Several pictures from the Bicycle Politics workshop – thanks to Griet Scheldeman for taking the pictures and Dave Horton for sending them to me. Gives a nice flavour of the productive and friendly nature of the event (and the good food!)
Archive for September, 2010
Going through some of the Hull interviews, connections between cycling and experiences of places strike me again. From one interview, about things that you see while cycling around the city:
We’ll see a building like on Spring Bank there was years ago a fire station and we didn’t realise that all the structures above it just show that that was the fire station. The berths along the waterway, you see those and then the old ships, and when you go along to the ferry you can see the old barges that that have been wrecked are there, along that way.
I’ve been thinking about the way that cycling can enable particular experiences of places not just now, but in the past – links can be made between what is left in the present and how we or other people may have lived in the past. This is something that I’ve felt cycling along the East London waterways. Your knowledge about the past shapes how you feel moving through the present: I remember students being amazed when I’ve told them some of those overgrown channels were constructed by people, teams of navvies digging into the ground to create the freight highways of the time. I could see that when they walked along the canal next time, they would see it a little differently.
In Hull, many people have a strong sense of the past, shaped through collective and individual memories. You can still see many signs of the past alongside the industries of the present, like when I cycled across the waterfront earlier this year.
The contours of the city bear (sometimes hidden) witness to loss and exploitation as well as pride and community. On the docks I found a memorial: initially I thought perhaps someone had recently died at that spot, going closer I realised it was a memorial to all those who had died at sea, with fresh flowers and cards left to their memory. Sometimes cycling along the East London waterways I think about the navvies who dug the canals, a hard and dangerous job which also regularly claimed lives.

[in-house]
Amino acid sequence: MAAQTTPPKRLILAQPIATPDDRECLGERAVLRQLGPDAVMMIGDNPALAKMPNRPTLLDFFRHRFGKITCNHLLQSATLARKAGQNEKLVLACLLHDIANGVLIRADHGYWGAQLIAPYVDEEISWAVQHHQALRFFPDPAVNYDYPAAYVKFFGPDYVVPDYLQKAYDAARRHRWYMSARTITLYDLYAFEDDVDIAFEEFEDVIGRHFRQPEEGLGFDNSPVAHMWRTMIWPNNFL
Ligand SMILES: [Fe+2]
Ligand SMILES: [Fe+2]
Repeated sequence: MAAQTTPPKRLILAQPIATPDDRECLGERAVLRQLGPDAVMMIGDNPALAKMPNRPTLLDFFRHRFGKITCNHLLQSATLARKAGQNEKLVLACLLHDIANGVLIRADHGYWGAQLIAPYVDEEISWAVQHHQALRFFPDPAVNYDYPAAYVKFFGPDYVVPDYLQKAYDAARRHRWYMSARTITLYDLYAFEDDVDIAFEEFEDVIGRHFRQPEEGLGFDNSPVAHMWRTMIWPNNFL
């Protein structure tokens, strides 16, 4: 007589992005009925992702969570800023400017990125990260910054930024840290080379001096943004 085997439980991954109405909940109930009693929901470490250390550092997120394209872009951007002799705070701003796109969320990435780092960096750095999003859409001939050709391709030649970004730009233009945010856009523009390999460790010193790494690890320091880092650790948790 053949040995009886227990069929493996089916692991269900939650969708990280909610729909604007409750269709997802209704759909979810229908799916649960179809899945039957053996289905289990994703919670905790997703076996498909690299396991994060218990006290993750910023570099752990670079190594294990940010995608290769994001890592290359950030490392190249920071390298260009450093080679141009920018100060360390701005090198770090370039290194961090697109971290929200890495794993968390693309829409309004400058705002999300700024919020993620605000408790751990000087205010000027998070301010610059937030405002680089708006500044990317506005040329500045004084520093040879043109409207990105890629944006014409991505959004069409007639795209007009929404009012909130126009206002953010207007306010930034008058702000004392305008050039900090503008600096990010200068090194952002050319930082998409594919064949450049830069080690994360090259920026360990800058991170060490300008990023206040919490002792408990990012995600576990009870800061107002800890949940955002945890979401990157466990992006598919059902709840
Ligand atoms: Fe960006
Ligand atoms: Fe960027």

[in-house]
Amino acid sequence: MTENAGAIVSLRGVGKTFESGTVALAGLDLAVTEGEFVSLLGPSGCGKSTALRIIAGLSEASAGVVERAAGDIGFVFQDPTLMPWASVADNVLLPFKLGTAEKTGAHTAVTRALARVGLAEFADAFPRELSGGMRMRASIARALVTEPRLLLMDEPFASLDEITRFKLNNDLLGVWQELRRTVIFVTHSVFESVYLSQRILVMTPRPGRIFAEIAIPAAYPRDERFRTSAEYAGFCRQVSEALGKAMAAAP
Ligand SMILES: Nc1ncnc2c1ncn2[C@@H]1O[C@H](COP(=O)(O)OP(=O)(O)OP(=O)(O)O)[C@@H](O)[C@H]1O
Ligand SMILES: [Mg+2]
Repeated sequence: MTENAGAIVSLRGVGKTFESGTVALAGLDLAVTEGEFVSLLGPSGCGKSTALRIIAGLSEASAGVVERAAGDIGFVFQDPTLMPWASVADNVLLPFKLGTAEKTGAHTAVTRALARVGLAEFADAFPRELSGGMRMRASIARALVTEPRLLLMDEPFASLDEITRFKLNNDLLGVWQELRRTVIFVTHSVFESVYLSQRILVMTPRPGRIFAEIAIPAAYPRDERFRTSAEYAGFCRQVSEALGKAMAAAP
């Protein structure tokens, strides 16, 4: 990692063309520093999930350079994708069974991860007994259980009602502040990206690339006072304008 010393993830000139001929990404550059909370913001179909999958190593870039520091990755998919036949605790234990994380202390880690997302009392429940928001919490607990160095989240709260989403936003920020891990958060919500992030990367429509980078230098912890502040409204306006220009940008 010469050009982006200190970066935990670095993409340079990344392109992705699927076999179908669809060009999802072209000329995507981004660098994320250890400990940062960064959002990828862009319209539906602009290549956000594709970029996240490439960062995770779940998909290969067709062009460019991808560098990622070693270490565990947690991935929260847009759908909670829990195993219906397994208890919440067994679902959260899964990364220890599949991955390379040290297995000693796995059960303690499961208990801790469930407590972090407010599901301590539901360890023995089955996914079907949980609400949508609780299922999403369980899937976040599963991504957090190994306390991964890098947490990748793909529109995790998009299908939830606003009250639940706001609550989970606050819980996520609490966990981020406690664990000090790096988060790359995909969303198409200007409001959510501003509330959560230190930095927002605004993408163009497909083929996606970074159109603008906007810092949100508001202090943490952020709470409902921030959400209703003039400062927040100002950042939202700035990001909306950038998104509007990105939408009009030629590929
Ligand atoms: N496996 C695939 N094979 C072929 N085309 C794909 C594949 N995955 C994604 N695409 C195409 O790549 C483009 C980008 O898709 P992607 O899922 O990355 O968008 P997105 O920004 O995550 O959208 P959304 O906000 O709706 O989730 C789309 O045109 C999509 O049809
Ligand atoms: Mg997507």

Smithfield Markets was transformed on Friday night for the CityCycleStyle event. I found out about the event via a leaflet tagged on a bike parked in Clerkenwell. Some of the blurb:
Come and celebrate the diversity of City cycling at the first City Cycle Style, an event celebrating cycling as a fashionable form of transport in the City. Come for fashion, food and beverages within Smithfield Market’s hallowed halls. There will be live music, performances and interactive cycling displays. You can meet the latest cycle fashion designers try-on outfits and sit on saddles of some of the newest trendy bicycles. The event is in conjunction with the City Cycle Challenge which will be raising money for
Re~Cycle bike aid charity for Africa.
The market thoroughfare was closed off, a large curtain and screen filled one end and two double decker red buses housing pop-up bike shops lined the other. (I’m a keen cyclist and a huge fan of old routemaster buses – so this was particularly lovely to me). Cycle themed movies were projected on the huge screen hung between the buildings. In the centre, near the stage, a bar served beer and quiche (free with £5 entry fee) and Cliff bar samples. Nearby, a jazz/rock band entertained the growing crowd and a photographer documented particularly well dressed cyclists. Planters, running along half the length of the road, gave shape to a fashion runway of sorts. At points through the evening, a fashion show took place in front of the buses. Models riding a variety of fixed, vintage and sit-up and beg bikes did lazy choreographed loops in snazzy clothes – plus fours, capes, dresses, shorts, caps.
This week I attended the Bicycle Politics symposium at Lancaster, expertly organised by Dave Horton and Aurora Trujillo. I was presenting a co-authored paper on “‘I didn’t feel like a proper Cyclist’: managing problematic and provisional cycling identities”. The main argument being, that while cycling is promoted as a “win-win” policy solution to a variety of problems, being a “cyclist” remains tricky. The paper used evidence from Cambridge and Hull to demonstrate the anxiety that people feel about being a “good cyclist”, alongside fear of being too much of a cyclist – the “proper cyclist” of the paper title.
The symposium provided a great opportunity for people with an interest in cycling and politics – and the politics of cycling – to get together. With a small group of around 38 (practitioners, activists, and academics) discussions were lively and sometimes impassioned. Some difficult questions were raised – like, is cycling inclusive or can it also be exclusive? Why do we want to increase cycling? What is the relationship of pro-cycling politics to anti-car politics? On these and many other issues there was debate and disagreement.